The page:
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How to Book the Cheapest Holiday Travel, According to the Pros

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How to Book the Cheapest Holiday Travel, According to the Pros

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Say goodbye to Halloween — and hello to holiday travel season. During the Christmas/New Year's season, the number of long-distance trips (to and from a destination 50+ miles away) rises by 23 percent compared to the rest of the year, according to the U.S. Department of Transportation. Atop that, since airlines have over 10 years of digital history on their customers, they're relatively spot-on about when people want to shop for flights and where they want to travel. Unfortunately, that means airlines also have a good idea about how much they can raise flight prices compared to demand. But we've got tips for getting the best value for your dollar when it comes to holiday flights, starting with…

When to Book Holiday Travel

A month before Christmas and New Year's, prices will spike — so it's a good idea to have your winter holiday travel booked by Thanksgiving at the latest. Don't wait on sales, because at least three weeks of travel dates (starting in mid-December) will likely be blacked out. "Your goal is about getting what I like to call a 'better bad deal,' because there are no 'good' deals," says Rick Seaney, co-founder and CEO of FareCompare.com.

Here's an idea of how travel costs compound over the course of the season. In early November, start adding a dollar or two each day to your virtual airline ticket, says Seaney. In mid-November, bump that number up to $3 or $4 a day, and once you hit Thanksgiving, $6 or $7 a day. Note that if you're headed to a warm-weather destination (like the Caribbean or South Florida), those numbers might double — especially after so many people waited to see when Caribbean travel would be possible after this year's hurricanes. There are some exceptions, however — for flights under 1.5 hours, prices don't tend to spike as much as they do for longer flights.

When to Fly

"Christmas is a much longer [season] for airlines than it is for kids because it starts in mid-December and goes to the first week of January," says Seaney. He notes pricing for flight dates is relatively cheap until Sunday, December 17, when ticket costs start to jump dramatically — in many cases, double compared to the previous two weeks. The best way to save is to avoid the herd. If at all possible, flexibility on your dates and destination is a bonus, and Christmas and New Year's Day are generally the cheapest days to fly during the holiday season.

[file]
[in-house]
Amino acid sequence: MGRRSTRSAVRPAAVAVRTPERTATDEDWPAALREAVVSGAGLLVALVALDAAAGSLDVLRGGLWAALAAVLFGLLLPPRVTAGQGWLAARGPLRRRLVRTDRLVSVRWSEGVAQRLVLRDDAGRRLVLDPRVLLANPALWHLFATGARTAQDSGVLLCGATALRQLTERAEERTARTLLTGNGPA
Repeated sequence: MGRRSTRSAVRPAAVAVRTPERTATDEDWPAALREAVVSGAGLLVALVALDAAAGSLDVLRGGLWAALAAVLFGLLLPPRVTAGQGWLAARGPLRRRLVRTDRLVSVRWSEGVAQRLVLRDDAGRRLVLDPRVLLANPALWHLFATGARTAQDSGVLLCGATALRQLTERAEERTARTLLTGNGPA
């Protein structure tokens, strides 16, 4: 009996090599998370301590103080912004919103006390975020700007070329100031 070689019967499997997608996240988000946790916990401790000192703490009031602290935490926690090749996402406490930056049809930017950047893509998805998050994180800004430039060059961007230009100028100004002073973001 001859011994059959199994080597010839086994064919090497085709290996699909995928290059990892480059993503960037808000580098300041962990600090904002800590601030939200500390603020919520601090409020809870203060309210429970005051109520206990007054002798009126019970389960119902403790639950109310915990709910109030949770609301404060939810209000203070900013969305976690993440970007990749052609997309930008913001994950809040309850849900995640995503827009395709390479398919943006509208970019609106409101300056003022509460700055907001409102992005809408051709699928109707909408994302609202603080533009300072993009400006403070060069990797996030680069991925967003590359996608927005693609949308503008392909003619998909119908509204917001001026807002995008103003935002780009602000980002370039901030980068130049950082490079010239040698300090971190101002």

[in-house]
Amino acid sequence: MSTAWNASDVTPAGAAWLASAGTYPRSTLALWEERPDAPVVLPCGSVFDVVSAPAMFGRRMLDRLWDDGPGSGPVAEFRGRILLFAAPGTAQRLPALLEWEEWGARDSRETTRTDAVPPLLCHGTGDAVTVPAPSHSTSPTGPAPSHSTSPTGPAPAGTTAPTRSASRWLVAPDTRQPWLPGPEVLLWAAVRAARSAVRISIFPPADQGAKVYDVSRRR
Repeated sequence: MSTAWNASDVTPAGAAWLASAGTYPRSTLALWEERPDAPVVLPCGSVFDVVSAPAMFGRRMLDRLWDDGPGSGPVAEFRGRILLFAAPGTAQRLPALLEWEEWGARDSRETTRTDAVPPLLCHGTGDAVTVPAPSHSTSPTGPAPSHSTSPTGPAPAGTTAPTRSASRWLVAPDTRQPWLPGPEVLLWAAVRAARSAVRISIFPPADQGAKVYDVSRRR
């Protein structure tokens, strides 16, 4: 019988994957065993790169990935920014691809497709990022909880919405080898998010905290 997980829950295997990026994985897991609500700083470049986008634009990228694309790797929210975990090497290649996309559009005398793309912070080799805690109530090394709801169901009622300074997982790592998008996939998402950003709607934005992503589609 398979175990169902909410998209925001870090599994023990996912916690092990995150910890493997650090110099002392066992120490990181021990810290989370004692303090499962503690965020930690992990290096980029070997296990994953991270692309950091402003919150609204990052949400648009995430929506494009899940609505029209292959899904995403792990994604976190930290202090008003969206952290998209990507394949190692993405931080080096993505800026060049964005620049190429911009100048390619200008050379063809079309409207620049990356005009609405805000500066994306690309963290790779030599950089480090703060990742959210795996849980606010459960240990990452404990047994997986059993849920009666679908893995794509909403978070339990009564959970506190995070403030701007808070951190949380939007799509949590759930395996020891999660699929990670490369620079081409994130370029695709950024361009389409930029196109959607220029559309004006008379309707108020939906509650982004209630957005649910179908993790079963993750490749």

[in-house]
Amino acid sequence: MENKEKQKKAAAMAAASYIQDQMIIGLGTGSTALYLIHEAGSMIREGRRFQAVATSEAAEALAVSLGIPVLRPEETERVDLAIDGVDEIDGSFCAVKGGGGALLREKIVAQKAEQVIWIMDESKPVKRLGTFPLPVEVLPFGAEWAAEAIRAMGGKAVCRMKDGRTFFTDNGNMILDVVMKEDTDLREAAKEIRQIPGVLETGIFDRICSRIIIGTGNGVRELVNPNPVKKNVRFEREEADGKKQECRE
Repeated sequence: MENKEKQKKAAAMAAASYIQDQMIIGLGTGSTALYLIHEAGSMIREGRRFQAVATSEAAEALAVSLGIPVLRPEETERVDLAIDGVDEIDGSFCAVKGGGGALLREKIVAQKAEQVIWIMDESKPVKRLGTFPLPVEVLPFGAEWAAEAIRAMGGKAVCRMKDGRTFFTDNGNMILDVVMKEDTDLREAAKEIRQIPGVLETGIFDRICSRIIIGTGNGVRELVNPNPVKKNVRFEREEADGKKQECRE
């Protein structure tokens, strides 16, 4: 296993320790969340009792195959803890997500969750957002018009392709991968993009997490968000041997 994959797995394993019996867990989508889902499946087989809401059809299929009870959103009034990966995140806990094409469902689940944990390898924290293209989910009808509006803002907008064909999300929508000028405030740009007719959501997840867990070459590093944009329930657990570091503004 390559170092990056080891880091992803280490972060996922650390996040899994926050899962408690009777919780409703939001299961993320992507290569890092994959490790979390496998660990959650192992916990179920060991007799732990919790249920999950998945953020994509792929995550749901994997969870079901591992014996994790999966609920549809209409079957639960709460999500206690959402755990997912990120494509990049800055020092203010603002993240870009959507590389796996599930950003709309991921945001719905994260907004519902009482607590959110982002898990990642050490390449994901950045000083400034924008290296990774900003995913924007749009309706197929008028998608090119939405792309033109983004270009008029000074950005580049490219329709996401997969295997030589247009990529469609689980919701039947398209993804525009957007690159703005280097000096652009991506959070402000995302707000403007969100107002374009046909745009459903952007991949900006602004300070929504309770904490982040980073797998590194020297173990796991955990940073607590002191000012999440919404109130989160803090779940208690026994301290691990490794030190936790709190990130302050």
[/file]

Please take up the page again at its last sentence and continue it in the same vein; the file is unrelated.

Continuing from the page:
"When we looked at the data this year, the Thursday/Friday/Saturday leading up to Christmas is the most expensive time to fly out, and if you want to save coming back, you need to wait… until January 3," says Patrick Surry, chief data scientist at Hopper. He says avoiding flying during that window of time could translate to savings of 25 to 30 percent of your round-trip ticket price.

How to Pay

If you're opting to pay with a credit card, check to make sure which one provides the most bang for your buck by looking up the rewards policies on sites like NerdWallet or CreditCards.com. Another option is to use an app like Wallaby, which automatically tells you which card is best, rewards-wise, for any purchase. If you're hoping to use frequent flier points to book, on the other hand, know that there are usually two "levels" when it comes to a flight's cost in points — one is cheaper, and one is usually much more expensive. A good rule of thumb when deciding whether to use points at all: If the flight costs below $450 or $460, it's likely a better value in cash, and if it's above that cost, consider using points.

"I like to treat my miles and points as virtual currency," says Seaney, noting that he tries to get at least 2.5 to 3.5 cents per point. Here's why — and how it works: There's essentially a billion-dollar marketplace in which different banks buy points from airlines, then use them as rewards to encourage you to spend. There are different partnerships — for example, Citi Bank usually works with American Airlines — and banks usually shell out about 1 to 1.5 cents per mile. As a consumer, making sure your points will go further (2.5, 3 or even 4 cents) at checkout will mean a better value for your "dollar." To check the value, divide the dollar cost of the flight by the number of points it'll take to purchase it. Last-minute travel (with ticket prices upwards of $700) usually gets you a higher value on your points, as does saving them up for a big trip abroad, says Seaney.

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